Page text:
Cortez denies any wrongdoing.
The tide turned last week, when Cortez and teachers Jennifer Hughes, Lorraine Vicente, Rita Wyszynski, and Ary Sloane, who left to become principal of another city public school, were arrested and charged with felony conspiracy, tampering with public records, forgery, and related crimes. Those were the first charges brought in an investigation expected to bring more arrests.
But it happened years after the allegations about Cortez and Cayuga were first made.
Teachers first detailed the cheating to The Inquirer in 2012, and allegations were made to authorities years before then but were deemed unfounded. For most of the time the alleged cheating occurred, Arlene C. Ackerman, who took over the district in May 2008, was superintendent.
In 2007-08, teachers Angelee Rivera and Katty Fernandez wrote individual letters detailing cheating they had witnessed, according to the grand jury presentment released Thursday. They gave their letters to Cayuga's Philadelphia Federation of Teachers representative with assurances that Cortez would not see the letters, and that they would reach district officials.
But Cortez found out about Rivera and Fernandez's letters and began to exact revenge, according to court documents - they received heightened classroom monitoring and worsening evaluations. Both left at the end of that school year.
Cortez forced other teachers out, too, and punished those who refused to cheat by moving them from grade to grade and intimidating them, the teachers told the grand jury and The Inquirer.
Tips about cheating were also passed along to the district in the 2009-10 and 2010-11 school years, Cayuga teachers told The Inquirer. They were handled in the same way, the teachers said: Officials from district headquarters would go to the school to check test protocol.
But the central office staffers always notified Cortez when they were on the way.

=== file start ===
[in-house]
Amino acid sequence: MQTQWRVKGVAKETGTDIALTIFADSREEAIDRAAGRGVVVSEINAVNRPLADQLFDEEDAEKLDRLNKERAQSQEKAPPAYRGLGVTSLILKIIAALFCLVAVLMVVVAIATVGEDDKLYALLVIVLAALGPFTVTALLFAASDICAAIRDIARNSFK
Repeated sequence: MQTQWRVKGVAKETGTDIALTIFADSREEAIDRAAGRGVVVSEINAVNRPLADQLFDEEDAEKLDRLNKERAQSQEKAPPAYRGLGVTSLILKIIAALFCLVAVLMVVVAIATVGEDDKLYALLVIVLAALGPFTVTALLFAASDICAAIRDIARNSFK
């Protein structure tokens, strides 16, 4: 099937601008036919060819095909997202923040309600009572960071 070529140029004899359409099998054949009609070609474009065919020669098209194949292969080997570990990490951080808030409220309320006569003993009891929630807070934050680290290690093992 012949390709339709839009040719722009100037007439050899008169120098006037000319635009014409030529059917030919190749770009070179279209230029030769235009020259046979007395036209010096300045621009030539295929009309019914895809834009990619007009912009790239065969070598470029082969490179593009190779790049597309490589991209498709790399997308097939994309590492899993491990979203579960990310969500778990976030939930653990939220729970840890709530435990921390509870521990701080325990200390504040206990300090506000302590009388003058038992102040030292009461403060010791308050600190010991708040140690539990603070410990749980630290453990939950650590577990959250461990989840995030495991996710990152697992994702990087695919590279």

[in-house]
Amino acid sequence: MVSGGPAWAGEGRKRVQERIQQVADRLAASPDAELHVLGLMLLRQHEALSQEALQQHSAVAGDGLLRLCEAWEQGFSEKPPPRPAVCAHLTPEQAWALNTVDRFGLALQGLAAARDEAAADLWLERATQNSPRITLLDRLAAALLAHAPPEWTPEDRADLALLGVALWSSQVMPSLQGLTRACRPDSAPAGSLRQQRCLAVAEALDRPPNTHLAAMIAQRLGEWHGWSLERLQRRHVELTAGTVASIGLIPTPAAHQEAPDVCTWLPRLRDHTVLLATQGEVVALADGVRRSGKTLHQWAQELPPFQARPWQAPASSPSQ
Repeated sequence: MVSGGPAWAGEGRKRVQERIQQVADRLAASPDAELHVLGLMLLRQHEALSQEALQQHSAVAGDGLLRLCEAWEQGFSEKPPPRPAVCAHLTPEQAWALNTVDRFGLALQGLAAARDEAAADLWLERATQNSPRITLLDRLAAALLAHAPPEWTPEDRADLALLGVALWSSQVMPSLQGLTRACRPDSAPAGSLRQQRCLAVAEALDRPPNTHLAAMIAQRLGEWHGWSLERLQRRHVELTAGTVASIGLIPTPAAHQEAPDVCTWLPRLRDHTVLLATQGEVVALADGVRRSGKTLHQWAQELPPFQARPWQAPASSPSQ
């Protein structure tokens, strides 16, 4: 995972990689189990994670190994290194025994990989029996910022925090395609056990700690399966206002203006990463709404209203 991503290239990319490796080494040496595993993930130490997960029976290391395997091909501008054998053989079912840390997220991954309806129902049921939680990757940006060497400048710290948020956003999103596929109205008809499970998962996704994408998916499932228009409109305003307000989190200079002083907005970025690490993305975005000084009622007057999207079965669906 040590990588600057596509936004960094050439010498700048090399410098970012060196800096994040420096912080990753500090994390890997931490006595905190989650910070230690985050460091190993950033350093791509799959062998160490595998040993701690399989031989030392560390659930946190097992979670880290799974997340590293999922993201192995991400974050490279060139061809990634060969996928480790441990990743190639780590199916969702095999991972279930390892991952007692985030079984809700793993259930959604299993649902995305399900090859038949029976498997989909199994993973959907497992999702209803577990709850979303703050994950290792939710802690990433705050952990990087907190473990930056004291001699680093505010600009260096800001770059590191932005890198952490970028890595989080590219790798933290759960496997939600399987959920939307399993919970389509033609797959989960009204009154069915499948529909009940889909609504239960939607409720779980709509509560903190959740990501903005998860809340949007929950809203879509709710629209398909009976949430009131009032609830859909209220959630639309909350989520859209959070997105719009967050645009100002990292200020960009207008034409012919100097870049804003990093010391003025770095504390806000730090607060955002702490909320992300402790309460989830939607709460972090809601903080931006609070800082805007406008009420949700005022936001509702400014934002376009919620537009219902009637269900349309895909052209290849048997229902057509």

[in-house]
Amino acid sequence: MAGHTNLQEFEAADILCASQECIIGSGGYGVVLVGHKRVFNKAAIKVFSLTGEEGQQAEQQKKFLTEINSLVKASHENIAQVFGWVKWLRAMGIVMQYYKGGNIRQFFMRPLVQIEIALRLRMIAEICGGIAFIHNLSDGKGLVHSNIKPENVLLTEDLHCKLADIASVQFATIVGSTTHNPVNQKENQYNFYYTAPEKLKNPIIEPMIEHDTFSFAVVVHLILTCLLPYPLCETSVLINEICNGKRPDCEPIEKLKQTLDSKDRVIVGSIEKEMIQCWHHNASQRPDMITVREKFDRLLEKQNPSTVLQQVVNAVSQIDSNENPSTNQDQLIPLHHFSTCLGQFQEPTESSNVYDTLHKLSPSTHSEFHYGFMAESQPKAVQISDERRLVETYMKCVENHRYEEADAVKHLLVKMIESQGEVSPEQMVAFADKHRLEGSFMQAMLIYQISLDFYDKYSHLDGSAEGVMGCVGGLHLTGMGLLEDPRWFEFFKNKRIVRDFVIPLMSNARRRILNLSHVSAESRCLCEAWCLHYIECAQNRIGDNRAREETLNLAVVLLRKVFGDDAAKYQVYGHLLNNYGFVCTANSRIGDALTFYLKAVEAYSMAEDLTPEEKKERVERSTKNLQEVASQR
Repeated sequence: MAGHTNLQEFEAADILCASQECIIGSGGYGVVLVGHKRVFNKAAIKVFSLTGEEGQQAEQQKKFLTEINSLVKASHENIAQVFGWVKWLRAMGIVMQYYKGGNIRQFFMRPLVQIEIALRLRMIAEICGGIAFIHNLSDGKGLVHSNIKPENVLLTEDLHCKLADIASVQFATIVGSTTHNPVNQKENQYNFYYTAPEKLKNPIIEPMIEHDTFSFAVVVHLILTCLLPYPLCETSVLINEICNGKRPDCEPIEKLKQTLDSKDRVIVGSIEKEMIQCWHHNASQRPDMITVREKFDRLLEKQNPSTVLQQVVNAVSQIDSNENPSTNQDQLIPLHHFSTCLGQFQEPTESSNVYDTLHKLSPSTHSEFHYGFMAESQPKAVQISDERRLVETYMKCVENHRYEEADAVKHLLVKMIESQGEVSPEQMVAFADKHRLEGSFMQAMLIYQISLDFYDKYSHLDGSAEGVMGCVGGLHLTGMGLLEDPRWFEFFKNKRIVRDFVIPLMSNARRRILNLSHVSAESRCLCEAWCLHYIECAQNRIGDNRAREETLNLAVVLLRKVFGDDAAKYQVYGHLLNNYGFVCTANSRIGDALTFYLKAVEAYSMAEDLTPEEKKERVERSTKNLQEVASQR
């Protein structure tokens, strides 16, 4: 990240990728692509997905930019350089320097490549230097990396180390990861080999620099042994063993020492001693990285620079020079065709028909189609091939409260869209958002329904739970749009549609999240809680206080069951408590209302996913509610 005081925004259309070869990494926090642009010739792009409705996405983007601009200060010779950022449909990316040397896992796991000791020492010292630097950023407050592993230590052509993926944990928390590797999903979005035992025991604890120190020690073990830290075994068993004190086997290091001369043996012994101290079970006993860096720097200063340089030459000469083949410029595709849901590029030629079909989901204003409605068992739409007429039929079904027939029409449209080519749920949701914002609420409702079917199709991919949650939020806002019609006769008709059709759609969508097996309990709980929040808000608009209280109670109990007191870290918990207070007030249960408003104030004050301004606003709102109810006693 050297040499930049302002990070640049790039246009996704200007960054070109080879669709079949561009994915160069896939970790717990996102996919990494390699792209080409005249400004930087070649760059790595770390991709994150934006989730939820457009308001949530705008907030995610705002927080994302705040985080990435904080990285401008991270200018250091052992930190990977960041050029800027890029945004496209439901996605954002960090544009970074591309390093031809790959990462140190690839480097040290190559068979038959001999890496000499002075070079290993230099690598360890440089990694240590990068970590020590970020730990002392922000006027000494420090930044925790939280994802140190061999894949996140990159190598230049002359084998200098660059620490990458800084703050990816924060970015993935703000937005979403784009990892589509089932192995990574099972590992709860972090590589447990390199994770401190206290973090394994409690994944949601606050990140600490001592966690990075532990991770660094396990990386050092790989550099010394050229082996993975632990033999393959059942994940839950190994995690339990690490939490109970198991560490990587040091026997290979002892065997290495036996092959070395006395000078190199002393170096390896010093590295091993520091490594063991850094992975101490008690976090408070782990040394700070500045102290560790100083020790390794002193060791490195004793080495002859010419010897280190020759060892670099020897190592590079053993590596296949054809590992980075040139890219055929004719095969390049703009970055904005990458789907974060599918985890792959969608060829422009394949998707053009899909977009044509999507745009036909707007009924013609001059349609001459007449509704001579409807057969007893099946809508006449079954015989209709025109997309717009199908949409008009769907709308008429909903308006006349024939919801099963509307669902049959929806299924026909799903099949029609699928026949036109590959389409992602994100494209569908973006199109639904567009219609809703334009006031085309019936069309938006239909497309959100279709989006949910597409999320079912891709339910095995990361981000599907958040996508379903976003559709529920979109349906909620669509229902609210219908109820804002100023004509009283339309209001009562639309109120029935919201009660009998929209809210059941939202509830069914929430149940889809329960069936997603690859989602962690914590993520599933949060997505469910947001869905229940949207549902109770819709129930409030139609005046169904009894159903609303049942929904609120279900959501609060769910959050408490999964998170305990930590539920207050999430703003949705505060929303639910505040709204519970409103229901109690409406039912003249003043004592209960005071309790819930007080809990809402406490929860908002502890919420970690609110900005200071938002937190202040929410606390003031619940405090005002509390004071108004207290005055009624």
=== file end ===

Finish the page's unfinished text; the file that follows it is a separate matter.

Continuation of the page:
And "nobody interviewed us, interviewed people in the building," one teacher said. "Nobody asked us what we saw."
Changes came slowly. In 2011, The Inquirer detailed cheating at Roosevelt Middle School and the Public School Notebook website unearthed a forensic analysis of 2009 state exams that revealed likely cheating in many city schools.
The state ordered reviews of the tests dating to 2009, and ultimately 53 city schools - one of every five - was tagged for possible cheating. Some schools were investigated by the state, and some by the district. Investigations at some schools have not yet begun.
The timetable was frustrating to many. After The Inquirer detailed Cayuga teachers' accounts, some of them met with State Rep. Michael McGeehan (D., Phila.), who was asking for answers on possible city cheating.
McGeehan still remembers the meeting, which felt a little like something out of the Watergate scandal, he said in an interview Thursday.
At their insistence, he met the teachers in an anonymous hotel coffee shop outside Philadelphia.
"I felt like I was meeting with Deep Throat," McGeehan said. "They were intimidated. Their former complaints had fallen on deaf ears. These teachers were threatened, were intimidated, were threatened with their seniority and their pensions and their jobs."
McGeehan said he helped the teachers, whom he praised as heroes, connect with state investigators. McGeehan also singled out former state Education Secretary Ronald Tomalis for taking seriously the Cayuga cheating story and others around the city and state.